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May
9
comment ifconfig shows only lo
@user2215151: i posted 7 hours ago how to proceed. Post the output of lsmod and lspci -v. Without that we can't really help you.
May
9
comment ifconfig shows only lo
@Creek: netinst means the install medium, not the kind of installation you ultimately end up with on your system
May
9
comment ifconfig shows only lo
A Debian standard installation does come with a graphical interface these days ... even the standard installer has a graphical interface. You will need to be a lot more precise about your installation and answer the other questions I asked you before anybody can help you. And when you paste the output of lspci, please use lspci -v to get and post more information.
May
9
comment ifconfig shows only lo
It usually has an icon somewhere on your desktop, often found somewhere in the top right or bottom right corner of the screen. It's some applet which lets you manage you rnetwork connections, tell you about available WLANs etc.
May
9
comment ifconfig shows only lo
Can you provide us with the output of the pretty hardware detection? Please also provide the output of lsmod. Why don't you use network-manager? That's usually standard issue these days.
May
6
reviewed Reject suggested edit on What causes this green background in ls output?
May
5
asked Determine dynamically allocated port for OpenSSH RemoteForward
May
4
reviewed Approve suggested edit on How to split the array in set of five files and download them in parallel?
Apr
30
reviewed Approve suggested edit on linux disk caching affects access times reported by stat?
Apr
30
answered Getting 2 monitors to work in Debian
Apr
29
comment Is is safe to share /home between Ubuntu and Fedora?
+= In the very specific case of a recent Ubuntu and a similarly recent Fedora you shouldn't run into problems, because the software versions are not too far from each other. However, if it really is your user specific setting that keeps your Gnome from starting with Fedora, you could very well hit the same problem with Ubuntu.
Apr
27
reviewed Approve suggested edit on How to set up file permissions/ownership for FTP/Apache/PHP on CentOS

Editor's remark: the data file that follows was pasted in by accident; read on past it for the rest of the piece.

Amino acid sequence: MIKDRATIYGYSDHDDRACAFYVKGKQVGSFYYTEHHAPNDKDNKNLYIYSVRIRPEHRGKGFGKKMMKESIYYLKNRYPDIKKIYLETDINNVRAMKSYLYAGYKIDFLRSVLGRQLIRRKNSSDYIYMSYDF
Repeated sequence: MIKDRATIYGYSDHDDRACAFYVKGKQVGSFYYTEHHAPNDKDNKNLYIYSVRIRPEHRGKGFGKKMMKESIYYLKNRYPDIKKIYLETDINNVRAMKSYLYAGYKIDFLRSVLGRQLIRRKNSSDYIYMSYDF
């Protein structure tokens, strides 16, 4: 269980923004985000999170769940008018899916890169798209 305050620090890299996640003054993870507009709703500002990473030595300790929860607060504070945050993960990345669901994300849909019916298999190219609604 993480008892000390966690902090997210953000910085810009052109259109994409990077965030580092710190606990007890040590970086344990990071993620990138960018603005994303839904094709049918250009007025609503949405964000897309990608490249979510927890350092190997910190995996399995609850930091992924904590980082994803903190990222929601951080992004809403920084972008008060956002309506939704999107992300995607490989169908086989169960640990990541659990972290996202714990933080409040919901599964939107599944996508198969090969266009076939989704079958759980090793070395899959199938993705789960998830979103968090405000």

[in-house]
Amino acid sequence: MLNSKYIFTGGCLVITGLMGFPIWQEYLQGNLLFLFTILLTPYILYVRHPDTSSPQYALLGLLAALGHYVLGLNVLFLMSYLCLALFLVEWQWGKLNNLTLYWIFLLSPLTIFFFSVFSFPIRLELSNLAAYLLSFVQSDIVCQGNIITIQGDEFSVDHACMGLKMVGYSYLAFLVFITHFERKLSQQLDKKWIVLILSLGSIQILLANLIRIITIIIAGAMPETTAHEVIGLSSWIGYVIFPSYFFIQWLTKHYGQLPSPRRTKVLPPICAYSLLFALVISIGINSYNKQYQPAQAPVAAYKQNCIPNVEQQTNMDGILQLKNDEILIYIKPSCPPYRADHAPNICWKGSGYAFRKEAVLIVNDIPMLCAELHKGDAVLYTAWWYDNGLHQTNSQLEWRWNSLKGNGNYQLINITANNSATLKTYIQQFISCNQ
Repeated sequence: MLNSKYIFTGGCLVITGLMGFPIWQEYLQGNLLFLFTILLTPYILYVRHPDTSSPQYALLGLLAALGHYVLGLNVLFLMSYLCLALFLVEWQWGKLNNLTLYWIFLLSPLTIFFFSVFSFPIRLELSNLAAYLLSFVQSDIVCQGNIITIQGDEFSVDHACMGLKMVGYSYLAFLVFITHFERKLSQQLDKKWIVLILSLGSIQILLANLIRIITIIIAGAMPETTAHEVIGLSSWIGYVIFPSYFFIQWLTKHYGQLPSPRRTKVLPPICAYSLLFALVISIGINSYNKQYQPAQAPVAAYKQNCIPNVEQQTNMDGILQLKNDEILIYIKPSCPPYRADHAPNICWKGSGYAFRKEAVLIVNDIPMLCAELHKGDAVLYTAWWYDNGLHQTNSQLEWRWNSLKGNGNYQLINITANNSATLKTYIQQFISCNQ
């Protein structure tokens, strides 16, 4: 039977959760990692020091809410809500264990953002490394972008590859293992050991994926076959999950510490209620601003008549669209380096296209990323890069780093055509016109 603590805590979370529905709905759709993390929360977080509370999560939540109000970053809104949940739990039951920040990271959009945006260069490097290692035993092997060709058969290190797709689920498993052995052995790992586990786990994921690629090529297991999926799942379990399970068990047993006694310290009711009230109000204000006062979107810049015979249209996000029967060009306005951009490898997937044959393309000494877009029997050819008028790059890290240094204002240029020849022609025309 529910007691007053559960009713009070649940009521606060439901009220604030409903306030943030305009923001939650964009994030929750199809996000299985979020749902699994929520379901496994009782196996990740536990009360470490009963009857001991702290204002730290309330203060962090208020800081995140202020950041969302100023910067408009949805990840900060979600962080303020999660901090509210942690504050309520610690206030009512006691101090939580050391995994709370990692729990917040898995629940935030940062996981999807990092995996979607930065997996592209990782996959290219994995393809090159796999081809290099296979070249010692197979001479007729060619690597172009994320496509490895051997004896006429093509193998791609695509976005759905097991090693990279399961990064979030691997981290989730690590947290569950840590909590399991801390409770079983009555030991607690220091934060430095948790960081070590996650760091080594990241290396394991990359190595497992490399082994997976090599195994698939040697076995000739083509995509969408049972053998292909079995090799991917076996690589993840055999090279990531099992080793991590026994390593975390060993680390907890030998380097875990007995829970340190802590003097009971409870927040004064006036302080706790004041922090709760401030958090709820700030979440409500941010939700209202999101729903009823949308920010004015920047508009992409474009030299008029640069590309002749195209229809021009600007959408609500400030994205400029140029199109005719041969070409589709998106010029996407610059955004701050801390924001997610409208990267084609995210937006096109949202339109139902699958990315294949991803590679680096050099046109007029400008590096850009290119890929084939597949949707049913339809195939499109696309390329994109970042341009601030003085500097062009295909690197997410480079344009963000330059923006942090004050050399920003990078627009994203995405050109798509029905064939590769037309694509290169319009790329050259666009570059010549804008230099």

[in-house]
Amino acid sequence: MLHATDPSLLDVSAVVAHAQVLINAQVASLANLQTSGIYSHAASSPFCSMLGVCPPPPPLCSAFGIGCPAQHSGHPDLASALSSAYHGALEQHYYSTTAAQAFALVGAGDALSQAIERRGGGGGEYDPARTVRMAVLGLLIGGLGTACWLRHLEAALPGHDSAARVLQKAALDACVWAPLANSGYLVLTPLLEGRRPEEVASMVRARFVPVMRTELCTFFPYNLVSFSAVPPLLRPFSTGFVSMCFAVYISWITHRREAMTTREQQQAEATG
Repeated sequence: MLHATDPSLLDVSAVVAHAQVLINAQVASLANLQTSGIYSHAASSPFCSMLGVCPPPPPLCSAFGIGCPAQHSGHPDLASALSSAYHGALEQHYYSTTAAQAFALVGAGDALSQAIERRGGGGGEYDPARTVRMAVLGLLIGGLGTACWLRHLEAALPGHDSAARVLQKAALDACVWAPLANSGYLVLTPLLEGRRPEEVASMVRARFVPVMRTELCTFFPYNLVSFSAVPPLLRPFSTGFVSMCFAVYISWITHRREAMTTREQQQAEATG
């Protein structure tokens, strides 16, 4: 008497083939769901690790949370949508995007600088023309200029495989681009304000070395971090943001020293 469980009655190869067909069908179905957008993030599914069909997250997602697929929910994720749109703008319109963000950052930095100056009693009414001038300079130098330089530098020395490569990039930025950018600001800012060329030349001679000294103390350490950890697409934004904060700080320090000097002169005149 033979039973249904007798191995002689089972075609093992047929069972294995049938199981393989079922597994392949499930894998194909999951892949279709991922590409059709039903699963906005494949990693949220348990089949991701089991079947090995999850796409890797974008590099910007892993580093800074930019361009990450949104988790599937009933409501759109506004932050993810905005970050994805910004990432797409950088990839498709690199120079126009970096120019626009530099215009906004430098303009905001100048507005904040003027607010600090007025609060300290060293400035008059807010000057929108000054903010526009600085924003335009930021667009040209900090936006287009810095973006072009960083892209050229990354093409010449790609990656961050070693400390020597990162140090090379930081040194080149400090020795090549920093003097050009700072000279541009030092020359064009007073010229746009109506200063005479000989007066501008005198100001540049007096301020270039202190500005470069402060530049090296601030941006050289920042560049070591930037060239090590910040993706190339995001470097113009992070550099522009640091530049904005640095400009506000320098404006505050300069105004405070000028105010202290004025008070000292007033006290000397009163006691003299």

Apr
26
reviewed Approve suggested edit on Creating diagrams in ASCII
Apr
25
comment Removing unused init scripts
@MartinVegter: It is a misbelief that diverging from your distribution's standard set-up yields any benefit for something you neither need nor care about nor see any effects after the boot process has completed. If it ain't broken, don't fix it.
Apr
24
comment Removing unused init scripts
Removing those will not achieve any noteworthy effect. Thousands of others would have to profit from this question until the time saved during boot amounts to the time we take discussing it. If you want to speed up/optimise things, get rid of those init scripts that start services, i.e. daemons, in the background, but you don't use/need.
Apr
24
revised Canonical bash environment variable representing a user's email address
Tried to explain that the question is to vague for a definitive answer.
Apr
24
comment Canonical bash environment variable representing a user's email address
And why not as an argument to the script? There is no best way (see edit to my answer), there is only sensible for your intents and purposes.
Apr
24
comment Canonical bash environment variable representing a user's email address
No it's not. I'm just asking you, because its nice additional information on the topic, as the OP states its viable to have the users specify their contact email address.
Apr
24
comment Canonical bash environment variable representing a user's email address
IMO "the best" way does not involve the users specifying it ...
Apr
24
comment Canonical bash environment variable representing a user's email address
How can users set their mail attribute?